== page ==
Two University of Tasmania lecturers will soon be leading a learning initiative to help break down gender barriers and empower young girls interested in pursuing IT.
The School of Education's Stephanie Clayton and Jillian Brandsema, in partnership with the Cradle Coast Zonta Club, have secured a Tasmanian Community Fund grant of more than $10,000.
It will be used to establish the Girls' Programming Network (GPN) in Tasmania for the first time, rolling out in locations across the State’s North-West.
The national initiative provides opportunities for adolescent girls to attend free coding workshops, learn new skills, and network with peers and industry role models.
It also works to dismantle the stereotype of computer science being a predominantly male career by providing girls with positive and engaging technology experiences to spark and fuel their interest.
Dr Clayton said bringing the program to the region would help create supportive, encouraging and positive female-focused technology experiences.
“The Girls’ Programming Network is all about having a go at something new and experiencing those ‘I can do this’ moments,” Dr Clayton said.
“It is about creating a sense of belonging and meeting peers with similar interests, as well as mentors, and seeing what career and future opportunities there are in computer science.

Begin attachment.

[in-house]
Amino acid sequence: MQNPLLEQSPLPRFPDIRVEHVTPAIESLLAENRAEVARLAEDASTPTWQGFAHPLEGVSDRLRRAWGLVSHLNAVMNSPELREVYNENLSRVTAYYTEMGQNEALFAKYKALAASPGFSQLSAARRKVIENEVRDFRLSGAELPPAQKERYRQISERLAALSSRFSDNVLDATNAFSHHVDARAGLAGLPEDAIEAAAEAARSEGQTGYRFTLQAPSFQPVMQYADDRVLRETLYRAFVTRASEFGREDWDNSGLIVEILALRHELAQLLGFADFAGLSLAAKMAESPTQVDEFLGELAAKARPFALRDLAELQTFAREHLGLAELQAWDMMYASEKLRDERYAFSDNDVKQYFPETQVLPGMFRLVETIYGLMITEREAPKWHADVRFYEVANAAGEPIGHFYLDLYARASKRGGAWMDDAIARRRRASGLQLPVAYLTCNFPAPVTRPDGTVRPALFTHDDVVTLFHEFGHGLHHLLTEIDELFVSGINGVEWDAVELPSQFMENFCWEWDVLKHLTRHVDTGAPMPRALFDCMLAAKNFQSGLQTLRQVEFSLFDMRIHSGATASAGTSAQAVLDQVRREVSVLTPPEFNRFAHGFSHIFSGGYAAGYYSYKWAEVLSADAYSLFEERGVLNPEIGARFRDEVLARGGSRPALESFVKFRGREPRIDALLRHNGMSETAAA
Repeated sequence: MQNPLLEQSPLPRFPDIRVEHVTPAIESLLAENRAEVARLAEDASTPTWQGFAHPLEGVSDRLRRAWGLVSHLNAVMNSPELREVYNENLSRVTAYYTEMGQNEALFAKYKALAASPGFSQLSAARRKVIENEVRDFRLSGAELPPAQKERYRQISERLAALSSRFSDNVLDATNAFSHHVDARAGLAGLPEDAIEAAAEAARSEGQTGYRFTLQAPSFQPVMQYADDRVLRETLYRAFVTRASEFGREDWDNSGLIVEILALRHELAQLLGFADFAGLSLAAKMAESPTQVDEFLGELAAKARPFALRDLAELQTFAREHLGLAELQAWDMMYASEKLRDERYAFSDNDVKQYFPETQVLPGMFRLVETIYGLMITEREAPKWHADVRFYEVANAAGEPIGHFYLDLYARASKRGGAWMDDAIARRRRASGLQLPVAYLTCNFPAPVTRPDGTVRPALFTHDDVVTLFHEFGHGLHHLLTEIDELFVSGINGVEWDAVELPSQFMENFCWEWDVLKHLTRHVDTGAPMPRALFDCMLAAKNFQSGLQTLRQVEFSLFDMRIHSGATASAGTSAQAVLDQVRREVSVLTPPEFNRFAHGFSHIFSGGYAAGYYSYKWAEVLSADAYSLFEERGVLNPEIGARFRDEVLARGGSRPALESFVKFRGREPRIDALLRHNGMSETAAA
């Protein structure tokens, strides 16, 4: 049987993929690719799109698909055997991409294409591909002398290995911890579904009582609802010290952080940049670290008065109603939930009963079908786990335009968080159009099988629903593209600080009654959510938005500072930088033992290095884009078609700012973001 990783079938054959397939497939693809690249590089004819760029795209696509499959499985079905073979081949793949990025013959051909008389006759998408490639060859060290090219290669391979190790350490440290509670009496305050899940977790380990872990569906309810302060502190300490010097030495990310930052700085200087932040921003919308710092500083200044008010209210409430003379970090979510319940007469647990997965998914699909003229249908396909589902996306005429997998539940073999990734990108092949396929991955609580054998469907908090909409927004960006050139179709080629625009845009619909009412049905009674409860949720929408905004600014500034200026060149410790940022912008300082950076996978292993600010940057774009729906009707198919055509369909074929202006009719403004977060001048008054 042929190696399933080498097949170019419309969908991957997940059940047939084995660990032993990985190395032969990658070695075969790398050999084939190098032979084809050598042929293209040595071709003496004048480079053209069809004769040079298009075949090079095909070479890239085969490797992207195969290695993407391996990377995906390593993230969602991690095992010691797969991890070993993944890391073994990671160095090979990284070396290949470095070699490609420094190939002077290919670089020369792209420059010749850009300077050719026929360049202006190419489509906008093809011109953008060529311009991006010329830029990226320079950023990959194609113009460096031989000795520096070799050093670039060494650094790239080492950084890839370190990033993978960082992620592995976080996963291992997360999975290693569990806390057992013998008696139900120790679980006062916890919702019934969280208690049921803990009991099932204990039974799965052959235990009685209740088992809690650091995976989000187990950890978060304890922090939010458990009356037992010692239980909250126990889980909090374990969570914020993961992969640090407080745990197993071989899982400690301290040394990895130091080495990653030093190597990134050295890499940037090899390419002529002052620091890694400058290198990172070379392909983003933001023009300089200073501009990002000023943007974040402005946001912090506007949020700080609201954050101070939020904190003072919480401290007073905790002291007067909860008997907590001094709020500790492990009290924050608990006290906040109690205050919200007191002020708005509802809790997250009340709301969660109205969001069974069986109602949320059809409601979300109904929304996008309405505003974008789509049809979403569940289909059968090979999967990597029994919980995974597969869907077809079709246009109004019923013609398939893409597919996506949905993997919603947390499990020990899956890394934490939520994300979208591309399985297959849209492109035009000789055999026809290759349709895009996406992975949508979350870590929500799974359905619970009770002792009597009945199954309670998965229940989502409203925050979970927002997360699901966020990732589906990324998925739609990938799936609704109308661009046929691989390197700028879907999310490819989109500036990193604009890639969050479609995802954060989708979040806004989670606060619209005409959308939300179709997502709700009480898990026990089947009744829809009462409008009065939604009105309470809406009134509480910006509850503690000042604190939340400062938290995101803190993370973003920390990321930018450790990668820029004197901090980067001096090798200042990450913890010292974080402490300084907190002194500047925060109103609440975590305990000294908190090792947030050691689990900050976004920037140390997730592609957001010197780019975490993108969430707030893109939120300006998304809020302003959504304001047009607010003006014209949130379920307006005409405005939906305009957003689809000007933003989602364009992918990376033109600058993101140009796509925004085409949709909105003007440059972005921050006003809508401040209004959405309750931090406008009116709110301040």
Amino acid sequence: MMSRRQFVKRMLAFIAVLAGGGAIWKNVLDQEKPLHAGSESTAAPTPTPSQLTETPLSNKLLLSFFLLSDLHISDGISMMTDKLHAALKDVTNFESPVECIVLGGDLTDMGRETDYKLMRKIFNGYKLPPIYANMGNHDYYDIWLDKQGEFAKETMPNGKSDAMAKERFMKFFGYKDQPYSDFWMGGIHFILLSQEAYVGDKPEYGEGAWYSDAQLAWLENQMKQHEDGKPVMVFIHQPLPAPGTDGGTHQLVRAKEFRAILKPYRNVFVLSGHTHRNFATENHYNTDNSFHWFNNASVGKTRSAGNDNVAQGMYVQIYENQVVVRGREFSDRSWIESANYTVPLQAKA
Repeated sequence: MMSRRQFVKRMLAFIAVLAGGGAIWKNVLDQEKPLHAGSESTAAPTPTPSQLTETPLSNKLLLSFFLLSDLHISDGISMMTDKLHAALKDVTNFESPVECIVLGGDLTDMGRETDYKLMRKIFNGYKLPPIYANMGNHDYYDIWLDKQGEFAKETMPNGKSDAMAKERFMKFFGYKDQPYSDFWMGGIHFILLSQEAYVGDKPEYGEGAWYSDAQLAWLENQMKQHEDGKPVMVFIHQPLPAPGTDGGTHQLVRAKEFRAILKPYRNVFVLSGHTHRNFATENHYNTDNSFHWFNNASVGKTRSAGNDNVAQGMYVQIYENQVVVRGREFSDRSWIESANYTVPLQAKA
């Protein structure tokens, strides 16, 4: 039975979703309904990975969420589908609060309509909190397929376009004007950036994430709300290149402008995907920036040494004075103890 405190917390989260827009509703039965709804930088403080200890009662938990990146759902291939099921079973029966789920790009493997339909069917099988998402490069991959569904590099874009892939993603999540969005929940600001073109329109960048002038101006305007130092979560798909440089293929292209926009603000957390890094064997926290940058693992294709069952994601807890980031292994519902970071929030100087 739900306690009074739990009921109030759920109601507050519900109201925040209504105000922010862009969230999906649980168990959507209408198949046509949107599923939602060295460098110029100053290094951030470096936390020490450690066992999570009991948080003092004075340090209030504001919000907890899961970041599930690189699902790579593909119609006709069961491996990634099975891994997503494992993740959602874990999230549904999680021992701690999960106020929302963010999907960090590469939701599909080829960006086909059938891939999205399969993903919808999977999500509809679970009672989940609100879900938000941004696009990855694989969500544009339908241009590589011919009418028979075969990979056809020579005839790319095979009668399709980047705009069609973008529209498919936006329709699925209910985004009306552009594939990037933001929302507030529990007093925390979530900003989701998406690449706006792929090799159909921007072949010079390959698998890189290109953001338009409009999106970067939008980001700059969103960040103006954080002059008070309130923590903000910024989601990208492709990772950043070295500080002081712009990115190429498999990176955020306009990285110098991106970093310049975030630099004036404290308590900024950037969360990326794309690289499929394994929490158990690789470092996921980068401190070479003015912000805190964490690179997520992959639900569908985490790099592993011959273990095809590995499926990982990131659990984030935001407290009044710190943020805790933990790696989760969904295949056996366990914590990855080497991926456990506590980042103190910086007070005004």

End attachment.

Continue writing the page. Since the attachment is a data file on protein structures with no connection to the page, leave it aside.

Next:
“These free workshops will provide opportunities for young girls living in the region to experience programming activities and extend their prior knowledge.
“The great thing about GPN is that it is inclusive of all adolescent girls, regardless of experience, and each workshop is a standalone event which will see them complete a project in a day.
“It is a great opportunity to be working with the Zonta Club of Cradle Coast to deliver these workshops. They already support initiatives for further education for women so this project aligns really well with their mission.
“As a university that it is committed to its communities, we are excited to be supporting the establishment of the network in Tasmania, particularly in a region where there can be less extracurricular educational opportunities.”
Subject to COVID-19 developments and Public Health guidelines, it is hoped the program can commence later in the year.
A total of eight workshops will take place in Burnie, Circular Head and Latrobe over a 12-month period, with almost 200 girls to benefit.
Ms Brandsema said it was essential to provide such opportunities to address the underrepresentation of women in STEM education and careers.
“If we do not offer engaging social opportunities for girls to have positive experiences with computer science, they will not enrol in these subjects during their secondary and tertiary education, and will not pursue careers in this field,” Ms Brandsema said.
Both Stephanie and Jillian are members of the Zonta Club of Cradle Coast.
Pictured from left; Dr Stephanie Clayton and Ms Jillian Brandsema